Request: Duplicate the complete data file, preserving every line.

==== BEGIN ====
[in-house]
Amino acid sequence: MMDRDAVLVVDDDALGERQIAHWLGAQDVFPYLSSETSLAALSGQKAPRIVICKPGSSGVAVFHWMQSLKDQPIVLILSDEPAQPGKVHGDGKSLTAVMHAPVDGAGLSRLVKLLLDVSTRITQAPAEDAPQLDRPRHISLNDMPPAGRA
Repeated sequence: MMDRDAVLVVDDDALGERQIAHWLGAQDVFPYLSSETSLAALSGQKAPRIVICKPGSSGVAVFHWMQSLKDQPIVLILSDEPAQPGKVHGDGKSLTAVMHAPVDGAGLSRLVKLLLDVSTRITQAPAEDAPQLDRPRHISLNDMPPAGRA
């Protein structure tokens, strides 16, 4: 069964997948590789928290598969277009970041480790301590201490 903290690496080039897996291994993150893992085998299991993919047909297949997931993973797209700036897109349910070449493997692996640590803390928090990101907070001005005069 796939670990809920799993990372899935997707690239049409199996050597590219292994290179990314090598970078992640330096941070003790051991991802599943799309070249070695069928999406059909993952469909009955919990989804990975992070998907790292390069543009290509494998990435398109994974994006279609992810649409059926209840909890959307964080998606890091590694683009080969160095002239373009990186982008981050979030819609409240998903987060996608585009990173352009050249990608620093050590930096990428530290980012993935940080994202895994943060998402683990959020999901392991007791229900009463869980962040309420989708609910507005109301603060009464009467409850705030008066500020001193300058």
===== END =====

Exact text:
[in-house]
Amino acid sequence: MMDRDAVLVVDDDALGERQIAHWLGAQDVFPYLSSETSLAALSGQKAPRIVICKPGSSGVAVFHWMQSLKDQPIVLILSDEPAQPGKVHGDGKSLTAVMHAPVDGAGLSRLVKLLLDVSTRITQAPAEDAPQLDRPRHISLNDMPPAGRA
Repeated sequence: MMDRDAVLVVDDDALGERQIAHWLGAQDVFPYLSSETSLAALSGQKAPRIVICKPGSSGVAVFHWMQSLKDQPIVLILSDEPAQPGKVHGDGKSLTAVMHAPVDGAGLSRLVKLLLDVSTRITQAPAEDAPQLDRPRHISLNDMPPAGRA
């Protein structure tokens, strides 16, 4: 069964997948590789928290598969277009970041480790301590201490 903290690496080039897996291994993150893992085998299991993919047909297949997931993973797209700036897109349910070449493997692996640590803390928090990101907070001005005069 796939670990809920799993990372899935997707690239049409199996050597590219292994290179990314090598970078992640330096941070003790051991991802599943799309070249070695069928999406059909993952469909009955919990989804990975992070998907790292390069543009290509494998990435398109994974994006279609992810649409059926209840909890959307964080998606890091590694683009080969160095002239373009990186982008981050979030819609409240998903987060996608585009990173352009050249990608620093050590930096990428530290980012993935940080994202895994943060998402683990959020999901392991007791229900009463869980962040309420989708609910507005109301603060009464009467409850705030008066500020001193300058």